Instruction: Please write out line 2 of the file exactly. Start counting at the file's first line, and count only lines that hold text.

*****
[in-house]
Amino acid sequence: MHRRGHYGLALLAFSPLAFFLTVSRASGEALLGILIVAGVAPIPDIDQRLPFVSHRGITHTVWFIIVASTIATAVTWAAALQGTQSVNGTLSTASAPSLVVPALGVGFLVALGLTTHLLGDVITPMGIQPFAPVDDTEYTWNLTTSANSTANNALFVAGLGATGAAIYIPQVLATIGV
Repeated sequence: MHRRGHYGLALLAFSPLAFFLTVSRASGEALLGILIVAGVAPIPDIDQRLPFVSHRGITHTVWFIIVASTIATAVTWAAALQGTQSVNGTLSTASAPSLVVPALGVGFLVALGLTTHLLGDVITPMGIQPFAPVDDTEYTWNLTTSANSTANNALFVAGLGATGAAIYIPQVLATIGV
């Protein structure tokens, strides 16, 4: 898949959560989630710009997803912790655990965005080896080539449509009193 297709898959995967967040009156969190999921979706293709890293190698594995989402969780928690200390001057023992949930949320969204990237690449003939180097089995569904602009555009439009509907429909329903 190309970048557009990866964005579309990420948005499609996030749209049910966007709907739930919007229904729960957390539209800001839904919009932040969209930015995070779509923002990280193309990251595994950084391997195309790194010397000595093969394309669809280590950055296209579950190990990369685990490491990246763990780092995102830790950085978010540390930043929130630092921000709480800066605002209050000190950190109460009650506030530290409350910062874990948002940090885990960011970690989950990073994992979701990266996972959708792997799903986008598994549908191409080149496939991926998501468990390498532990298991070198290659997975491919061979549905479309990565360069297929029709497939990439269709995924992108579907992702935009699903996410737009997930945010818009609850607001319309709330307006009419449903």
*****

Amino acid sequence: MHRRGHYGLALLAFSPLAFFLTVSRASGEALLGILIVAGVAPIPDIDQRLPFVSHRGITHTVWFIIVASTIATAVTWAAALQGTQSVNGTLSTASAPSLVVPALGVGFLVALGLTTHLLGDVITPMGIQPFAPVDDTEYTWNLTTSANSTANNALFVAGLGATGAAIYIPQVLATIGV